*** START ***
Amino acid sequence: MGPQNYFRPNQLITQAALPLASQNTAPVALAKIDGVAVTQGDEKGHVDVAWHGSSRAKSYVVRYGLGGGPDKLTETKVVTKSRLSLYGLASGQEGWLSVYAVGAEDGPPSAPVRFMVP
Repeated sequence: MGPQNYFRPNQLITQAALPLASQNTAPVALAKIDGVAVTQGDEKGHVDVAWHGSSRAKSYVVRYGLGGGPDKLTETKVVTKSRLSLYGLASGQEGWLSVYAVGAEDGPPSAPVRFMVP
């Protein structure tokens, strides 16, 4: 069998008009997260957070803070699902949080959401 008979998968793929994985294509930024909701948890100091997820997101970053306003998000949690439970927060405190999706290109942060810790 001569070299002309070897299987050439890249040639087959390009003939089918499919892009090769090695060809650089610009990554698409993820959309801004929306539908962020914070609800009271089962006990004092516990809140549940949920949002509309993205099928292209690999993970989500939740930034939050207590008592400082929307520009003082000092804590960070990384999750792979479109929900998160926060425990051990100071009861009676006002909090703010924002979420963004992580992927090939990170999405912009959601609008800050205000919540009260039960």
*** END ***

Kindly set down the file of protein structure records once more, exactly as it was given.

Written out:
Amino acid sequence: MGPQNYFRPNQLITQAALPLASQNTAPVALAKIDGVAVTQGDEKGHVDVAWHGSSRAKSYVVRYGLGGGPDKLTETKVVTKSRLSLYGLASGQEGWLSVYAVGAEDGPPSAPVRFMVP
Repeated sequence: MGPQNYFRPNQLITQAALPLASQNTAPVALAKIDGVAVTQGDEKGHVDVAWHGSSRAKSYVVRYGLGGGPDKLTETKVVTKSRLSLYGLASGQEGWLSVYAVGAEDGPPSAPVRFMVP
């Protein structure tokens, strides 16, 4: 069998008009997260957070803070699902949080959401 008979998968793929994985294509930024909701948890100091997820997101970053306003998000949690439970927060405190999706290109942060810790 001569070299002309070897299987050439890249040639087959390009003939089918499919892009090769090695060809650089610009990554698409993820959309801004929306539908962020914070609800009271089962006990004092516990809140549940949920949002509309993205099928292209690999993970989500939740930034939050207590008592400082929307520009003082000092804590960070990384999750792979479109929900998160926060425990051990100071009861009676006002909090703010924002979420963004992580992927090939990170999405912009959601609008800050205000919540009260039960």